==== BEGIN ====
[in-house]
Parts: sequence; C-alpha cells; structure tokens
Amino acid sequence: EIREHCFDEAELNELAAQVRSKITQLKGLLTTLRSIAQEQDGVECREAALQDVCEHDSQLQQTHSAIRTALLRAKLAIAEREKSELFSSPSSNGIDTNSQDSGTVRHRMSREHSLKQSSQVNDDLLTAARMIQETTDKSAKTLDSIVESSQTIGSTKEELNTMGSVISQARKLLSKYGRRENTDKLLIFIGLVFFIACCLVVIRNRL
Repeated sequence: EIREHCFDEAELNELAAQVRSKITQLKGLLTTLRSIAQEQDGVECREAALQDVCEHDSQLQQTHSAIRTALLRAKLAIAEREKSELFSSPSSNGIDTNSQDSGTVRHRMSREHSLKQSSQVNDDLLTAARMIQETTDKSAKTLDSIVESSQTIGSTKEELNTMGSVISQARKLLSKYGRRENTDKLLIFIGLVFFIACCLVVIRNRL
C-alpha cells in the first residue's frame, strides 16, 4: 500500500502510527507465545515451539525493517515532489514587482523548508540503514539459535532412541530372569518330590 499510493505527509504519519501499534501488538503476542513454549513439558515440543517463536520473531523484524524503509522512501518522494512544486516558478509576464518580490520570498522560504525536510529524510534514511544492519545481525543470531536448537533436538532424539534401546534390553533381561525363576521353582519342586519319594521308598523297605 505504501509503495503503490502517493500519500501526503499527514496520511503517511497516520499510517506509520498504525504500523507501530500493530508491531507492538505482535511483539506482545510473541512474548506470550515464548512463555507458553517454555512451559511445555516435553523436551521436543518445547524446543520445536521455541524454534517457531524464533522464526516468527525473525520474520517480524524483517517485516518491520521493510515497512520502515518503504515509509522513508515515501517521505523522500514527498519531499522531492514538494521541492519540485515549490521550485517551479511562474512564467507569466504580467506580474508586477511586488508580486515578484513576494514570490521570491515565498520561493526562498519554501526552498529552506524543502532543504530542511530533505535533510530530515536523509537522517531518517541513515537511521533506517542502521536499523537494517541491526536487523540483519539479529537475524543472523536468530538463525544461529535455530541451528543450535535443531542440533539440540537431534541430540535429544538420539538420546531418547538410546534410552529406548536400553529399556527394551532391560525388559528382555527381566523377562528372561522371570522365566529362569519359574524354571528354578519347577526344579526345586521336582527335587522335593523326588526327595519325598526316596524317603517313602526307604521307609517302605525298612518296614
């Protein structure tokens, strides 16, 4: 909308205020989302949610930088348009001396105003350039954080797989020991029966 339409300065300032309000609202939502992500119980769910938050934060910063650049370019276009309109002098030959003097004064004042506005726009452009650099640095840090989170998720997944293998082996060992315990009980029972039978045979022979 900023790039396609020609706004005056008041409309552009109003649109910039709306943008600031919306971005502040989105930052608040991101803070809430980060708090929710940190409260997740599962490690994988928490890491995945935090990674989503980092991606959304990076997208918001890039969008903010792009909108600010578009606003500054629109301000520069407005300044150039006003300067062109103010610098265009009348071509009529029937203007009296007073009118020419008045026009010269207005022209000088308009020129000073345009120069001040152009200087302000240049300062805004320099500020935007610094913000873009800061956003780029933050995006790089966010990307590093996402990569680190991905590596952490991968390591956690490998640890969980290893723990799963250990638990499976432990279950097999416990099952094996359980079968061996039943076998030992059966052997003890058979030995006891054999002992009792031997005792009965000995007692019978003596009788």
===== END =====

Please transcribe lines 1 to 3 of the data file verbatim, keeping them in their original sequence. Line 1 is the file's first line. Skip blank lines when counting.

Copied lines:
[in-house]
Parts: sequence; C-alpha cells; structure tokens
Amino acid sequence: EIREHCFDEAELNELAAQVRSKITQLKGLLTTLRSIAQEQDGVECREAALQDVCEHDSQLQQTHSAIRTALLRAKLAIAEREKSELFSSPSSNGIDTNSQDSGTVRHRMSREHSLKQSSQVNDDLLTAARMIQETTDKSAKTLDSIVESSQTIGSTKEELNTMGSVISQARKLLSKYGRRENTDKLLIFIGLVFFIACCLVVIRNRL